“It might seem strange that ownership of a single household object is so strongly tied to voting behavior and broader political attitudes in America. But America is an outlier relative to other industrialized nations in its gun ownership rates. Whatever makes this country so different from the rest of the world must surely be reflected in the differences in how Democrats and Republicans see the nation.”
(“Party Identity in a Gun Cabinet” by Nate Silver, December 18, 2012)

What, you might ask as I did, are our elected leaders doing about guns and gun safety?

There are two identical bills, S. 2373 and H.R. 4707, that were introduced on May 21st of this year. The purpose is simple: to appropriate $10million per year in funding over the next 5 years to the CDC for, “conducting or supporting research on firearms safety or gun violence prevention.”

The Senate bill has 9 cosponsors. The House Resolution has 26.

They are all Democrats.

So, if you don’t mind seeing people like these while you have your lunch, then go right ahead and keep voting for Republicans.

Open Carry Texas demonstrators at Chipotle. Screenshot: Facebook (Source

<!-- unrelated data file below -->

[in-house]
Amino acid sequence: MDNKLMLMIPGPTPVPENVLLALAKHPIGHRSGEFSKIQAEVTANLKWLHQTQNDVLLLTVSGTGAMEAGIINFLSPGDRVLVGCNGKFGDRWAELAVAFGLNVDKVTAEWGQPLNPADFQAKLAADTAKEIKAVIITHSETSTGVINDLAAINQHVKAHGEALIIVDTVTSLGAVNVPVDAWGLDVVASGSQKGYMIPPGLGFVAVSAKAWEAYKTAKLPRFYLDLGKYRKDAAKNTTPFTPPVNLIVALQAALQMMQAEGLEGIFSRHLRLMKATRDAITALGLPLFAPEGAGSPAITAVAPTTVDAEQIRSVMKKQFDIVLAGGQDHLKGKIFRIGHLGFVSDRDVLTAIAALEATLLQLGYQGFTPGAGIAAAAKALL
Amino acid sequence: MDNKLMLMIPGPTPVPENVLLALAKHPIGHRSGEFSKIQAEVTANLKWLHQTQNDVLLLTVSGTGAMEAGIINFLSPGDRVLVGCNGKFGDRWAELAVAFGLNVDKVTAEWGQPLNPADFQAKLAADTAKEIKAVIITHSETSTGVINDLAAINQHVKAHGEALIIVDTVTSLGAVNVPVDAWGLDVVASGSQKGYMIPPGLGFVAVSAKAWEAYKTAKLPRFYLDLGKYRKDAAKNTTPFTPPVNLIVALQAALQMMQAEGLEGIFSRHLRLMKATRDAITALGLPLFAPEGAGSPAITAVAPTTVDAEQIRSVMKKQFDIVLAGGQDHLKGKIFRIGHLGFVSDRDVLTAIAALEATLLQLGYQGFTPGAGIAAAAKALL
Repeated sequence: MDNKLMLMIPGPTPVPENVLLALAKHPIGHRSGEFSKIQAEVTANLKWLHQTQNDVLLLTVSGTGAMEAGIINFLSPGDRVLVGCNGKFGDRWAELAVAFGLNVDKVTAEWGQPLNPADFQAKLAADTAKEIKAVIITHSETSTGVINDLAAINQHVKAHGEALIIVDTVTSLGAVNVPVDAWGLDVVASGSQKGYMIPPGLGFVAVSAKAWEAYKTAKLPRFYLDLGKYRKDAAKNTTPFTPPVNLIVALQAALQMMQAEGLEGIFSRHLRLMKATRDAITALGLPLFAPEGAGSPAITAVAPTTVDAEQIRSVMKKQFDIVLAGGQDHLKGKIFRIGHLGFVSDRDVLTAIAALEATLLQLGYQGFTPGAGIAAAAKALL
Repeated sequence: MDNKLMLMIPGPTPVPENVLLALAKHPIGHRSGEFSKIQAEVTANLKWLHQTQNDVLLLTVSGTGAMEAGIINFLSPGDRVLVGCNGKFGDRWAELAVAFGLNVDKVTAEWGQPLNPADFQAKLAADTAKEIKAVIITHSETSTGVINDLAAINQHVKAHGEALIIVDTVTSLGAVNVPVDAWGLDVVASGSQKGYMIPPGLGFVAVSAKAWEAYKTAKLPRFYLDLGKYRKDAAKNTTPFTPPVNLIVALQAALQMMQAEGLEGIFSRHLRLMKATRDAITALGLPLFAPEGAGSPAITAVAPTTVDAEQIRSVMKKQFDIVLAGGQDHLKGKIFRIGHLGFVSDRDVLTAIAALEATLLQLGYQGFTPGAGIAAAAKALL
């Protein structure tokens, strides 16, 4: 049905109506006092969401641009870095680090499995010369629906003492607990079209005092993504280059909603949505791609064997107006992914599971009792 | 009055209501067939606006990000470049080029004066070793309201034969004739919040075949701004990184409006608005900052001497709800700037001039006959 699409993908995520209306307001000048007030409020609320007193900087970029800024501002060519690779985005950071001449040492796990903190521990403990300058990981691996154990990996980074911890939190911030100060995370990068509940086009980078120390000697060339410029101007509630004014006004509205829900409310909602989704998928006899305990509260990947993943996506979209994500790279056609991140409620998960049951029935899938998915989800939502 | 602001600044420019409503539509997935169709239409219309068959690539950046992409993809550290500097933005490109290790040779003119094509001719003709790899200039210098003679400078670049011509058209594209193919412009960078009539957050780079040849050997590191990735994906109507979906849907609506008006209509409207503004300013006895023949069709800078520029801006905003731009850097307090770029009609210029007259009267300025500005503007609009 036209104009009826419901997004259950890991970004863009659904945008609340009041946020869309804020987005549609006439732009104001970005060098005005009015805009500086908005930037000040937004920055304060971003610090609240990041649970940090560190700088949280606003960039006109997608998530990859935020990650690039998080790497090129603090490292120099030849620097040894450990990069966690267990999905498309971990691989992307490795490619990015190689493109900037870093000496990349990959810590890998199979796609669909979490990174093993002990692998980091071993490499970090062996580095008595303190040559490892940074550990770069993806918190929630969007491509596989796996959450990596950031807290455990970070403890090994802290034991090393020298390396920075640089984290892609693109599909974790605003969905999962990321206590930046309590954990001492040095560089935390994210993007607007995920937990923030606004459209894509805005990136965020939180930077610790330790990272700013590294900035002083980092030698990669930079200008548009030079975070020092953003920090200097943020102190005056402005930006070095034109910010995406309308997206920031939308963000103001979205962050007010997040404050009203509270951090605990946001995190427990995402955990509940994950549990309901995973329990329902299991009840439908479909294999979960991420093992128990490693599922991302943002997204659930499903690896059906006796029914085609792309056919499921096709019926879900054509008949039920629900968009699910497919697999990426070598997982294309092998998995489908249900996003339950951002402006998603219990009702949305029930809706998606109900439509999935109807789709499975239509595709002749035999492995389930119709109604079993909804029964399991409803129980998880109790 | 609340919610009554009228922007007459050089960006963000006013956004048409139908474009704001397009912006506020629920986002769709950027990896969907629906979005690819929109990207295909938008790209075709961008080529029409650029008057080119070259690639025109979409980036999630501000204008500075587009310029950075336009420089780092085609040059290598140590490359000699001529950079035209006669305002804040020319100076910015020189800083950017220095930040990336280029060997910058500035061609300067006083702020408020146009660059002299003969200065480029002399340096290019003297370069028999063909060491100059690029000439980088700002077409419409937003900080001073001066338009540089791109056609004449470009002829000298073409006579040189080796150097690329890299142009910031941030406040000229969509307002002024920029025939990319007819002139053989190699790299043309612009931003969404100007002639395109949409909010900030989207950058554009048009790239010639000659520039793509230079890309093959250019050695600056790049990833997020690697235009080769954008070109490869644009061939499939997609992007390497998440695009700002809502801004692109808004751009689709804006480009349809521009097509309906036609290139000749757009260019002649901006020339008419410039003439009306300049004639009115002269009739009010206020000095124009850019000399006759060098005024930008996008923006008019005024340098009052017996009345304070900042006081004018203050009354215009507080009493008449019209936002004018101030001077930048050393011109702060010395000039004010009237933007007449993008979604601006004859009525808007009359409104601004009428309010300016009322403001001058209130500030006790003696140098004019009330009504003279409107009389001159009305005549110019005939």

Open Carry Texas demonstrators at Chipotle. Screenshot: Facebook (Source


If you don’t, then don’t vote for a Republican; any Republican.

Like it or not, every Republican has willingly decided to represent a party that is in the NRA’s pocket and, as we all know, the NRA of today doesn’t want any restrictions on anything.

That’s not freedom. That’s not liberty. That’s madness.




“Men, Married, Southerners Most Likely to Be Gun Owners,” Gallup, 2/1/2013

“Do guns make us safer?” David Frum, CNN, 7/30/2012

“Party Identity in a Gun Cabinet” by Nate Silver, 12/18/2012 and, govtrack.US

“National Rifle Assn,”



Sanders Bill S.1982 to Fund Veterans Programs Is More Proof That Both Parties Are NOT the Same

The meme below is fresh from this morning’s Facebook feed.

It inspired me to do some research. The result is more evidence that the two major political parties are simply NOT the same.